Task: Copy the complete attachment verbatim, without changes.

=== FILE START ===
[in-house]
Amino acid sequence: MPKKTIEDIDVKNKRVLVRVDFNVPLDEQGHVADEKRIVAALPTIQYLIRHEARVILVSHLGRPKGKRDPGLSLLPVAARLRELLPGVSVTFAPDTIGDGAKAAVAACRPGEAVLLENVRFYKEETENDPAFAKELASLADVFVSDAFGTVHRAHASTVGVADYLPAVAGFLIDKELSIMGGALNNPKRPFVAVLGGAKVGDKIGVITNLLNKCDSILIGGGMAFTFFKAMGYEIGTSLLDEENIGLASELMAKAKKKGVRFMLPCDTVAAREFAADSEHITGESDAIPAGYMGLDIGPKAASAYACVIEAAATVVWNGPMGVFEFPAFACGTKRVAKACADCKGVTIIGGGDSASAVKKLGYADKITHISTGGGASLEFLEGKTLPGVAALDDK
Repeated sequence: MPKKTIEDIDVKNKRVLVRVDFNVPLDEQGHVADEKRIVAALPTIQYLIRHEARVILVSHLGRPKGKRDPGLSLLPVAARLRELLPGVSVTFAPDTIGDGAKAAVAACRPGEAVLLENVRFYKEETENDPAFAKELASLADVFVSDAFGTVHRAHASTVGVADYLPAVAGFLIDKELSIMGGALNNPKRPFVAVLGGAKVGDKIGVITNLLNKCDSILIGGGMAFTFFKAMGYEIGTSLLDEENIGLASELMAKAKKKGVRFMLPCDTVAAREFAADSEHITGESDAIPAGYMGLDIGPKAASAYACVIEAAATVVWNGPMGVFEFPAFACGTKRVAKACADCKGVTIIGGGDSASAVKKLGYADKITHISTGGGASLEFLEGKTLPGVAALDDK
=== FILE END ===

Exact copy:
[in-house]
Amino acid sequence: MPKKTIEDIDVKNKRVLVRVDFNVPLDEQGHVADEKRIVAALPTIQYLIRHEARVILVSHLGRPKGKRDPGLSLLPVAARLRELLPGVSVTFAPDTIGDGAKAAVAACRPGEAVLLENVRFYKEETENDPAFAKELASLADVFVSDAFGTVHRAHASTVGVADYLPAVAGFLIDKELSIMGGALNNPKRPFVAVLGGAKVGDKIGVITNLLNKCDSILIGGGMAFTFFKAMGYEIGTSLLDEENIGLASELMAKAKKKGVRFMLPCDTVAAREFAADSEHITGESDAIPAGYMGLDIGPKAASAYACVIEAAATVVWNGPMGVFEFPAFACGTKRVAKACADCKGVTIIGGGDSASAVKKLGYADKITHISTGGGASLEFLEGKTLPGVAALDDK
Repeated sequence: MPKKTIEDIDVKNKRVLVRVDFNVPLDEQGHVADEKRIVAALPTIQYLIRHEARVILVSHLGRPKGKRDPGLSLLPVAARLRELLPGVSVTFAPDTIGDGAKAAVAACRPGEAVLLENVRFYKEETENDPAFAKELASLADVFVSDAFGTVHRAHASTVGVADYLPAVAGFLIDKELSIMGGALNNPKRPFVAVLGGAKVGDKIGVITNLLNKCDSILIGGGMAFTFFKAMGYEIGTSLLDEENIGLASELMAKAKKKGVRFMLPCDTVAAREFAADSEHITGESDAIPAGYMGLDIGPKAASAYACVIEAAATVVWNGPMGVFEFPAFACGTKRVAKACADCKGVTIIGGGDSASAVKKLGYADKITHISTGGGASLEFLEGKTLPGVAALDDK